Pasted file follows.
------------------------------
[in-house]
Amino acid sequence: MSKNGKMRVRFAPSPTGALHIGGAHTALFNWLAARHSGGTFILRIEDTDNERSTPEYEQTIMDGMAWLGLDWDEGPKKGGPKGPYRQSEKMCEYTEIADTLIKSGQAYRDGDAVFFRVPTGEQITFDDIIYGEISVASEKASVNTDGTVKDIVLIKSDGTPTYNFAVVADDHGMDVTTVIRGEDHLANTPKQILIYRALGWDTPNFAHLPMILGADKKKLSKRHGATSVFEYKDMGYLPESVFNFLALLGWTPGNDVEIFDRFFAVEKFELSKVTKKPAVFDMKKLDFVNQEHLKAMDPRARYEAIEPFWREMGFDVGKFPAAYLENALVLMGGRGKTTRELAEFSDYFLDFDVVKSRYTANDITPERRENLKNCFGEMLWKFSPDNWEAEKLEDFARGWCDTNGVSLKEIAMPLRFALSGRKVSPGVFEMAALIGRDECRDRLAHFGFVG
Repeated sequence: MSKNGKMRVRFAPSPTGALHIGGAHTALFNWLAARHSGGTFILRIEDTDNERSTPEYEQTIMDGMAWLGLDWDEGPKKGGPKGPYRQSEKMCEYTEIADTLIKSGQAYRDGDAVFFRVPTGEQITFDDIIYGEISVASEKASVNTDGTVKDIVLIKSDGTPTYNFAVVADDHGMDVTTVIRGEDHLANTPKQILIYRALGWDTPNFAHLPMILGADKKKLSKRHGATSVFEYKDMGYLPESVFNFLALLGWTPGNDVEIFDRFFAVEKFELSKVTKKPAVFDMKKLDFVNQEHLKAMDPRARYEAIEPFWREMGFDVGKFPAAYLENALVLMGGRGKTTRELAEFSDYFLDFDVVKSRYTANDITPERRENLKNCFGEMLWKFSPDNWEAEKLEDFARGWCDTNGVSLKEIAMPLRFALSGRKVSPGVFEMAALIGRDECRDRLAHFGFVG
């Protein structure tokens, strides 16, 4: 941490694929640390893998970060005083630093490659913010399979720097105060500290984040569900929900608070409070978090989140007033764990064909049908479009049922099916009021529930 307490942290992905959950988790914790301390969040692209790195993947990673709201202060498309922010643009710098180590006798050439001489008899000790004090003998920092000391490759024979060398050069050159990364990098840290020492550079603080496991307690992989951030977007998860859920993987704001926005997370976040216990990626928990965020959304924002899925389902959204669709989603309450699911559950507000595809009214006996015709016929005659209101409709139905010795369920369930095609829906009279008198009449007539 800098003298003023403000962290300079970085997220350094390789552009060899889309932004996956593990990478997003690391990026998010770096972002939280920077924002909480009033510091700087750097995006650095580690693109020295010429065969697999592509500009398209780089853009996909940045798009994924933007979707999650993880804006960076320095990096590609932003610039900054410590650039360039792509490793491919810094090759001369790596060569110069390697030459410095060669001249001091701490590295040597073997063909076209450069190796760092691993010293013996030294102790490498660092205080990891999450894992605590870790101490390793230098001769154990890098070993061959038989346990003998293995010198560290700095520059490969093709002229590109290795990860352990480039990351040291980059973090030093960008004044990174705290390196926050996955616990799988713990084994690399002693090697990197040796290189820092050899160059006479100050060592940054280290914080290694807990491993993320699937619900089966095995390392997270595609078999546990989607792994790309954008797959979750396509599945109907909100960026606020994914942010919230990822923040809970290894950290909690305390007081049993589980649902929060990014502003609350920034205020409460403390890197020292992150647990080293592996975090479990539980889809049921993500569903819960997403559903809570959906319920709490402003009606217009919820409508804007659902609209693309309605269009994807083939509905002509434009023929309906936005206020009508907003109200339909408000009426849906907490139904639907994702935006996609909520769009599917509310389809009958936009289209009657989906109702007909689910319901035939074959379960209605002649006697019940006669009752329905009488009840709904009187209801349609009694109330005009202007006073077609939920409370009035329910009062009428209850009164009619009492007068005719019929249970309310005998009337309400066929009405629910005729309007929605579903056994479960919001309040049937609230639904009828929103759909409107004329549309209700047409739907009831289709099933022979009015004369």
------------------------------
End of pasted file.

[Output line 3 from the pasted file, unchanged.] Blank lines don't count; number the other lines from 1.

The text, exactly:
Repeated sequence: MSKNGKMRVRFAPSPTGALHIGGAHTALFNWLAARHSGGTFILRIEDTDNERSTPEYEQTIMDGMAWLGLDWDEGPKKGGPKGPYRQSEKMCEYTEIADTLIKSGQAYRDGDAVFFRVPTGEQITFDDIIYGEISVASEKASVNTDGTVKDIVLIKSDGTPTYNFAVVADDHGMDVTTVIRGEDHLANTPKQILIYRALGWDTPNFAHLPMILGADKKKLSKRHGATSVFEYKDMGYLPESVFNFLALLGWTPGNDVEIFDRFFAVEKFELSKVTKKPAVFDMKKLDFVNQEHLKAMDPRARYEAIEPFWREMGFDVGKFPAAYLENALVLMGGRGKTTRELAEFSDYFLDFDVVKSRYTANDITPERRENLKNCFGEMLWKFSPDNWEAEKLEDFARGWCDTNGVSLKEIAMPLRFALSGRKVSPGVFEMAALIGRDECRDRLAHFGFVG